The Irish capital beckons to Americans with a short flight, easy customs, an array of affordable hotels and restaurants, and the friendliest locals on the planet.
Please enjoy our “day in the life” video of Dublin, above. And should you wish to re-trace the steps of videographer Chalkley Calderwood, here’s how:
To explore Dublin on a bicycle, opt for a pay-as-you-go Dublinbike (dublinbikes.ie). You purchase a Smart Card at one of 40 stations around the city, pay a security deposit, and then a flat fee per half-hour.
St. Stephen’s Green, Phoenix Park, and More
Dublin’s public green spaces rival those of any major European city. Stroll in manageable St. Stephen’s Green and ogle sculptures including the classic Oscar Wilde bronze reclining on a rock. For a bigger expanse of green, the Phoenix Park is the place to go.
Street Musicians and Dancers
Be prepared to hear authentic Irish music and witness folk dancing just about everywhere you turn in Dublin (and the occasional rendition of other musical styles, from Broadway show tunes to Pink Floyd classics). But the very best place to immerse yourself in traditional Irish music may be at one of Dublin’s…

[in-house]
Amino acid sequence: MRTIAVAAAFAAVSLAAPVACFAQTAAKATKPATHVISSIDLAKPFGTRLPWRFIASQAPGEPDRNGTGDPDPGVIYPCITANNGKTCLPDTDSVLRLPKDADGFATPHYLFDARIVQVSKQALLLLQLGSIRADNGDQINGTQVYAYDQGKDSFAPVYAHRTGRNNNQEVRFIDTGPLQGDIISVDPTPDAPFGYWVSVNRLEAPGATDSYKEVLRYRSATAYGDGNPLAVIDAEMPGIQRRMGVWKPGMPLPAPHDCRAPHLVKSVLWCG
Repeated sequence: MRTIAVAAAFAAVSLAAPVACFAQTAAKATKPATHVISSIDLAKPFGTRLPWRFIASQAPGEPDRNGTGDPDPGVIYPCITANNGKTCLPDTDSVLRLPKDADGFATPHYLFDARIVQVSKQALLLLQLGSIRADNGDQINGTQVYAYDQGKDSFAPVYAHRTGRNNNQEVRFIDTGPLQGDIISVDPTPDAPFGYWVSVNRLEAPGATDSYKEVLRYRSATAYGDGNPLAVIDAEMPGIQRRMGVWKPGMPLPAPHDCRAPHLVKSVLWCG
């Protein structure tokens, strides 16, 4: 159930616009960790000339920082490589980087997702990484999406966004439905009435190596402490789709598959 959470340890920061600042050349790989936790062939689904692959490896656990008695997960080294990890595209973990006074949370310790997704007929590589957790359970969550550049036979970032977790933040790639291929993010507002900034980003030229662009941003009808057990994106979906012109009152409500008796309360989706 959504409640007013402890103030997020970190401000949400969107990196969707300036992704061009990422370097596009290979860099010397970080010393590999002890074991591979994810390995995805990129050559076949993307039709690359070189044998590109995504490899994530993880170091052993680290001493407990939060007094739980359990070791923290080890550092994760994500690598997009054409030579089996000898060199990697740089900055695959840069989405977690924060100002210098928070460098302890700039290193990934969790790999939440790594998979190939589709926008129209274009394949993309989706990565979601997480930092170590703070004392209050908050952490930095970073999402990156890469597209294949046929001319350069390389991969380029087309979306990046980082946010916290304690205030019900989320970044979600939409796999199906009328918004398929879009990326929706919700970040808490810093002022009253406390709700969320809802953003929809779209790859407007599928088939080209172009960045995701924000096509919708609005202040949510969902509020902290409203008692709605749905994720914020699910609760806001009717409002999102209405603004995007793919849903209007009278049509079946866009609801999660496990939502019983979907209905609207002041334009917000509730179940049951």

Legend has it that it’s impossible to cross the city of Dublin without passing at least one pub. Although an accurate count of the city’s pubs seems to be impossible (and, believe us, we’ve tried), suffice it to say you’re never more than a short stroll from a pint glass, meat pie, and traditional Irish music. Spend enough time in a Dublin pub and you may be asked to sing along. We encourage you to do so. Some pubs, such as the Hairy Lemon, successfully mingle traditional ales with an upscale menu that packs in foodies alongside soccer fans.
Drop by Trinity College to see its justly legendary library and the Book of Kells, one of the most significant illuminated manuscripts of the middle ages. Walk across Ha'penny Bridge (or any number of the other bridges over the River Liffey), and stroll Grafton Street for a taste of Dublin's vibrant street life, cool shopping, and even gelato.
Don’t miss the chance to get outside the city to experience small town charm at Malahide (which boasts a castle dating back hundreds of years to the conquests of Henry II) and other nearby communities. And take a few hours to visit Dublin’s seashore and take a refreshingly chilly dip.